Market Economies: Market economics are economies where investment, production, distribution, and allocation of capital are all the products of supply and demand; that is, the price signals created by the individuals within the market act to direct the market. If this sounds like capitalism, well – it is. Historically market-based economies have been strongly associated with capitalism because capitalism was the OG market economy. However, it should be noted that market economies range from the truly laissez-faire systems of Augusto Pincohet and libertarianism to the regulated and interventionist systems of Sweden, Norway, and France (although Dirigisme is a weird beast that may deserve a separate entry), to the State Capitalism/Socialism of the People’s Republic of China. In short, almost everyone uses a market-based economy, with one major exception: North Korea, and if reports are to be believed, the latest Kim is planning on changing that and moving them towards a situation similar to what China has, where the private sector is downplayed but still very present.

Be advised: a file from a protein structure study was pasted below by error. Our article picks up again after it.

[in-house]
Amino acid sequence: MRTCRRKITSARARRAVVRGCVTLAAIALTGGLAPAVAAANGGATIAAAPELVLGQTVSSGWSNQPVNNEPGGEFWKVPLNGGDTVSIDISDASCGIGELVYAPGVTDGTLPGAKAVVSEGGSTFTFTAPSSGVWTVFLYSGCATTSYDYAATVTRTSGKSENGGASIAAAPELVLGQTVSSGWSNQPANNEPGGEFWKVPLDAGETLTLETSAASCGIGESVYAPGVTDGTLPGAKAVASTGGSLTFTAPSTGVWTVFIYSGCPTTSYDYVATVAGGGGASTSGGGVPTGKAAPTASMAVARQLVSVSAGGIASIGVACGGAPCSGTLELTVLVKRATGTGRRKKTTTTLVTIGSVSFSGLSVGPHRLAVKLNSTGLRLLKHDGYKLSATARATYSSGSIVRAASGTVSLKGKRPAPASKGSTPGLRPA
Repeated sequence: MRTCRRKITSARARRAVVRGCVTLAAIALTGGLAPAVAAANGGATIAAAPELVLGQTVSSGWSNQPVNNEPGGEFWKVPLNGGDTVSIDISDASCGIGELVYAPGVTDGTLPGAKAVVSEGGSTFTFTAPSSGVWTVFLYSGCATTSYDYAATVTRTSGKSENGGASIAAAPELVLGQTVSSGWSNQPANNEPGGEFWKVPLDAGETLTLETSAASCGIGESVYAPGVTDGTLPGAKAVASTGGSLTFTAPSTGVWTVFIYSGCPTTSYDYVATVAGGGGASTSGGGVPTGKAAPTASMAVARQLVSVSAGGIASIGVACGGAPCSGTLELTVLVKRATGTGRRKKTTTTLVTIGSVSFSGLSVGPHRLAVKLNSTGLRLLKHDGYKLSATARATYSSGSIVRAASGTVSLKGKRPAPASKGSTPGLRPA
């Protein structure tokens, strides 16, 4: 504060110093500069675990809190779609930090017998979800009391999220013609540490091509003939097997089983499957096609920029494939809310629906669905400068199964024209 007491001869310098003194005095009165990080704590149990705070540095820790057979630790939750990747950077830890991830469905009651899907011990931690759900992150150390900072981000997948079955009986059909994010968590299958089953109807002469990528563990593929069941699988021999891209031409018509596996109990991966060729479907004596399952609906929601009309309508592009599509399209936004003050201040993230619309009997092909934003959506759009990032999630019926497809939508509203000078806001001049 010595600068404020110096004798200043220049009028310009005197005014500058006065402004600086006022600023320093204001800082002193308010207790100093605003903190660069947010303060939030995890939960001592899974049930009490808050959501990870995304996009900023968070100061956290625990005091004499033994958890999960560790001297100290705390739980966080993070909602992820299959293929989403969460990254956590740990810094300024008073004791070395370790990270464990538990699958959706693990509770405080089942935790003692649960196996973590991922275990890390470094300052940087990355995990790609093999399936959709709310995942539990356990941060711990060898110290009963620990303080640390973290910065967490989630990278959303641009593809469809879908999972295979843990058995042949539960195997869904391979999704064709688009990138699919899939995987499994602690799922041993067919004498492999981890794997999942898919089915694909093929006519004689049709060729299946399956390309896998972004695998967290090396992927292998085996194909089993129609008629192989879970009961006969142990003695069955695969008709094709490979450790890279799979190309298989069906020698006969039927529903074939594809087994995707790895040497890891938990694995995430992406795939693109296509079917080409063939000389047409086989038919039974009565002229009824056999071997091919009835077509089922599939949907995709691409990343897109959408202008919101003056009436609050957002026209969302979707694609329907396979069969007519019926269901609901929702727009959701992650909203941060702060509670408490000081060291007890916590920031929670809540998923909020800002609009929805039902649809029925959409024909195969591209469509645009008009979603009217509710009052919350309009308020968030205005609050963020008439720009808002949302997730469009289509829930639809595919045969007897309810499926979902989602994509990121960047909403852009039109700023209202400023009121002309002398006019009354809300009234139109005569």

Mixed Economies: Of course, when I talk about Sweden, Norway, France, China, and the likely outcome in North Korea if it doesn’t crumble under its own weight before it can make the leap, I’m not talking about a pure market economy; I’m talking about a mixed economy. With a mixed economy, you have elements of state interventionism with free markets; private enterprise with public enterprise; and a market economy in some sectors and a planned economy in other sectors. In truth, every modern country uses some degree of mixed economy, with the state managing some aspect while the market manages other aspects. When people are arguing over “socialism vs. capitalism” they aren’t really arguing about a market-based economy vs. planned economy (see below). They’re arguing about the degree to which public enterprise and private enterprise should share the same economic space. This is why what gets called “socialism” in the United States often isn’t – it’s better called welfare capitalism, social democracy, or in the cases like me, liberal socialism: some level of economic mixing directed for the betterment of the state and the people who make it up.